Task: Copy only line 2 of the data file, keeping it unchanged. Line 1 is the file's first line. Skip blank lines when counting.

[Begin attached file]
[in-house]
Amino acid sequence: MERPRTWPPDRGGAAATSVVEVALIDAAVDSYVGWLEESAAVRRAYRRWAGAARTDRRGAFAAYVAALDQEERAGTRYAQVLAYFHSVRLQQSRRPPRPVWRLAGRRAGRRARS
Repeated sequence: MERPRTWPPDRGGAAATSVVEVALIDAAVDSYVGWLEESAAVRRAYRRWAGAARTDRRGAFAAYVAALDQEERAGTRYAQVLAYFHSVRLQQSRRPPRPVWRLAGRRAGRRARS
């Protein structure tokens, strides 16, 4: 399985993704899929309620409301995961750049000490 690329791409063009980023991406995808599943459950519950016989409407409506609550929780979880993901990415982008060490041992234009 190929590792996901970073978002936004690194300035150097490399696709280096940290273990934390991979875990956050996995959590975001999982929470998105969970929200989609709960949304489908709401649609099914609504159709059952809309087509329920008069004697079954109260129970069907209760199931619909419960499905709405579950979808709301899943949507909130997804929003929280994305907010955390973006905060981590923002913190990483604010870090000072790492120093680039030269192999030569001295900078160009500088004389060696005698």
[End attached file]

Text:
Amino acid sequence: MERPRTWPPDRGGAAATSVVEVALIDAAVDSYVGWLEESAAVRRAYRRWAGAARTDRRGAFAAYVAALDQEERAGTRYAQVLAYFHSVRLQQSRRPPRPVWRLAGRRAGRRARS